What is an Amber Alert?

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Most of us, in one shape or another, follow the news.  Whether that is via a newspaper, an app, your favorite websites, the radio on your morning drive, or from television news broadcasts.  And each time we hear the words “AMBER Alert” we cringe.  We know that another child is missing or has been taken.

What exactly is an AMBER Alert, though?  When and Why did it start?  And, lastly, how exactly do they work?

When did it start?

The AMBER Alert notification and communication system started back in 1996.  At the time, the Dallas-Fort Worth news stations and broadcasters united with the local police to develop and start the early warning system to assist in locating and rescuing abducted children.

What does it Mean? 

Many people are actually unaware that “AMBER” is actually an acronym but is also deeply rooted in a respect to all missing children by being named after an actual abducted child.

The letters in AMBER stand for America’s Missing:  Broadcast Emergency Response.  The acronym was formed with that particular name as a symbol of memorial and resoluteness in helping to find all abducted children.  The young girl, Amber Hagerman, was 9 years old and abducted while riding her bicycle in Arlington, TX and then murdered in a brutal fashion.

A Legacy

After seeing the Dallas/Fort Worth success and determination in teaming together to protect children many other states soon developed their own AMBER plans.

What Exactly is an AMBER Alert?

There are actual guidelines that need to occur.   These criteria are necessary for the AMBER Alert activation criteria.  According to www.amberalert.gov, the following are recommended guidelines for developing AMBER Alert criteria:

Confirmed Abduction via Law Enforcement

This is initial and an essential portion of the AMBER Alert system.  Police should confirm that an actual abduction has taken place.  The reason this is so essential is because it directly correlates to the second portion of criteria of determining whether there is a serious risk of death or harm.  This clearly demonstrates how the major mission of the AMBER Alert System is to combat and protect children from stranger abductions as the usually involve the most danger to the child.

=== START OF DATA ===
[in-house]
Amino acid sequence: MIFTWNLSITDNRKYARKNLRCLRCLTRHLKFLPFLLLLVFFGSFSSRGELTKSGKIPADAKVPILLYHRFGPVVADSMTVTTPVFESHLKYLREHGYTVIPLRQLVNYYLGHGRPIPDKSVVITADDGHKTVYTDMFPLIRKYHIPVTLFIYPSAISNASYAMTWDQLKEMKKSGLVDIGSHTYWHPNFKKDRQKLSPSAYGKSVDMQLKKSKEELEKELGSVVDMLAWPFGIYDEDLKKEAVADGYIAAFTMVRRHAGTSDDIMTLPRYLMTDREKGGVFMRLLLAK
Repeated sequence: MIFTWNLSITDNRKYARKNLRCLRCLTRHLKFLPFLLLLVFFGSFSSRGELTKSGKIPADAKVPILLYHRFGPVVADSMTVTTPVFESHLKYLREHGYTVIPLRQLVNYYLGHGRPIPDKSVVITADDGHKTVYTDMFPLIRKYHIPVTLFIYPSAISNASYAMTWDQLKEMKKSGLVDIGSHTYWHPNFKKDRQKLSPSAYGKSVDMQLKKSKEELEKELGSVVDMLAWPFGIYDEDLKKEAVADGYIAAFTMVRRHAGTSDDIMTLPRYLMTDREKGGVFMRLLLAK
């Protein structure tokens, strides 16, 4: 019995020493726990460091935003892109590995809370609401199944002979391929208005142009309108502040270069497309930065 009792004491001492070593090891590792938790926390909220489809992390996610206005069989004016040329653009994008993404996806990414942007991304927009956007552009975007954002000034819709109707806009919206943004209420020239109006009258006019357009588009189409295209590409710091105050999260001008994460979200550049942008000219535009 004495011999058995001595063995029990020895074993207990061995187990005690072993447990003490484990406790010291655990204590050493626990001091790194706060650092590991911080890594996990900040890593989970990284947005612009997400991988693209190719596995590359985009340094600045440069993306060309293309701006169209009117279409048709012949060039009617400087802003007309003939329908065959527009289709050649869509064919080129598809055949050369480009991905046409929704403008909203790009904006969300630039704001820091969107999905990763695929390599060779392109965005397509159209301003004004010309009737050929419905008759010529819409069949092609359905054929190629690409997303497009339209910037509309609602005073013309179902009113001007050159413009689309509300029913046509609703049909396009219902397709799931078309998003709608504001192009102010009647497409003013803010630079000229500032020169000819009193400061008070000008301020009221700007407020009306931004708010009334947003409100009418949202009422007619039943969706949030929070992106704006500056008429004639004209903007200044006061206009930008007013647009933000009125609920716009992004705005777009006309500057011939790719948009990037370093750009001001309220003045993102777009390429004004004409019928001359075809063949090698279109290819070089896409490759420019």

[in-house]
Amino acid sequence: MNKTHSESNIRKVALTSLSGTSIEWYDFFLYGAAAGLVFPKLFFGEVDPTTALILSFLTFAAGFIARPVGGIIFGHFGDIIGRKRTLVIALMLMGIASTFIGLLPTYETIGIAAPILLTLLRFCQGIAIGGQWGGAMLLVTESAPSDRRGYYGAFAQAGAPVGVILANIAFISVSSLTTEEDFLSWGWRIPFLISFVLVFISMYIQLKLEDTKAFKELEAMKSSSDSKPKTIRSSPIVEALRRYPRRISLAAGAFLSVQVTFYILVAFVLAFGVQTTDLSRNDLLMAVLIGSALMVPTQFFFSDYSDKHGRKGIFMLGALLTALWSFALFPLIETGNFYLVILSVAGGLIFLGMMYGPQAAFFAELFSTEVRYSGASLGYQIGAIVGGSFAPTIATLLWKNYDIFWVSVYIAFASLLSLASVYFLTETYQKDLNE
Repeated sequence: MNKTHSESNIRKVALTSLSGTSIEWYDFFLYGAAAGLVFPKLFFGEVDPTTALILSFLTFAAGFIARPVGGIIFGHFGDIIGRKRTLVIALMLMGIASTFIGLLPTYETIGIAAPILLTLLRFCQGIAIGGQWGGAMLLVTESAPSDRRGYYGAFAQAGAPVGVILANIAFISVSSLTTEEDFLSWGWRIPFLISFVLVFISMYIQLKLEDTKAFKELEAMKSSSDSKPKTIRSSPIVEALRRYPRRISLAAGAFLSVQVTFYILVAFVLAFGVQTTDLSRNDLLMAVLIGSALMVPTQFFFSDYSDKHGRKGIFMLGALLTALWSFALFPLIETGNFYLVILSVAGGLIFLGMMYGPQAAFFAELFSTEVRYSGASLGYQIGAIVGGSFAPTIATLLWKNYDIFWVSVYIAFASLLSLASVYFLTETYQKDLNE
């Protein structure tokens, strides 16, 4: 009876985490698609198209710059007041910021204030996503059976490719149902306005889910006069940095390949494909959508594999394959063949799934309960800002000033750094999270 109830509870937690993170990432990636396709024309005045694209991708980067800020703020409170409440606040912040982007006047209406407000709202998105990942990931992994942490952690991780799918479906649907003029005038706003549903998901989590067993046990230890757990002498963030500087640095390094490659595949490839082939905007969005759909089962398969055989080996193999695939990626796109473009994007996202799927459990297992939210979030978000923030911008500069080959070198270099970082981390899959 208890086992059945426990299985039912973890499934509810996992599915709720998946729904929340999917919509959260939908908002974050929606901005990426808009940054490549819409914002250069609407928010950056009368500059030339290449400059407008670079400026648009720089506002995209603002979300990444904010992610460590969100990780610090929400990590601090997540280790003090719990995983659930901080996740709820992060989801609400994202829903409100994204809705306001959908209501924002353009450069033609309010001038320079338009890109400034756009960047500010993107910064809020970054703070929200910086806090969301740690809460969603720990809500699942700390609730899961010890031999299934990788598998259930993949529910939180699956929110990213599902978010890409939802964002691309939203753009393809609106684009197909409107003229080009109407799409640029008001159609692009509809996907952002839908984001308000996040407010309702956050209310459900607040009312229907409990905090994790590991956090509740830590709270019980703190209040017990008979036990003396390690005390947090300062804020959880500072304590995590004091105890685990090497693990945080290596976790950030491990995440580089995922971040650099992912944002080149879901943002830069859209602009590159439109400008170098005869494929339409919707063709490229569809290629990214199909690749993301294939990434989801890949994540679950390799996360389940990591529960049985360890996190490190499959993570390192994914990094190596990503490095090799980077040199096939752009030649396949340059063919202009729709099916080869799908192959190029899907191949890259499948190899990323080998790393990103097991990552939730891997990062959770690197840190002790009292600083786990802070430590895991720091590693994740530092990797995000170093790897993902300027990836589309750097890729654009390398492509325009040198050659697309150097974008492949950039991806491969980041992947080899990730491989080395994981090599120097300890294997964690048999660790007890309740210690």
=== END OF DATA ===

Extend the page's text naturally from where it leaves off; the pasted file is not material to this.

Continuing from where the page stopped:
Serious Harm or Death is  a Risk/Possibility

This is a very sensitive piece of criteria but it is essential.  An AMBER Alert is taken very seriously by individuals, groups and law enforcement.  As horrible as it is to consider, this must be present for an alert to be issued.  This requires accurate information and sound judgment.  Many parents at the time of abduction of their child will always consider their child to be in serious danger of harm when abducted so this criteria is determined by professionals and law enforcement.  In many cases a broadcast AMBER Alert may actually put an abducted child in more danger as the abductor may panic and try to flee.

Sufficient Description Information

For an AMBER Alert to be productive to law enforcement agencies and the recovery and safe return of the child there should be sufficient information to actually aid in finding the location and status of the adducted child.  Shady or unclear description information can actually impede an investigation and search.


AmberAlert.gov recommends that the alert criteria be any child “17 years or younger”.  Although many states have already an AMBER Alert plan policy there are varying ages in those plans.  Different ages means that some states may have an AMBER Alert situation but when state lines are crossed the neighbor state’s criteria may not trigger their plans/alerts.  If states don’t adopt the 17 or younger recommendation then they are highly encourage to at least cooperate fully with another states request.

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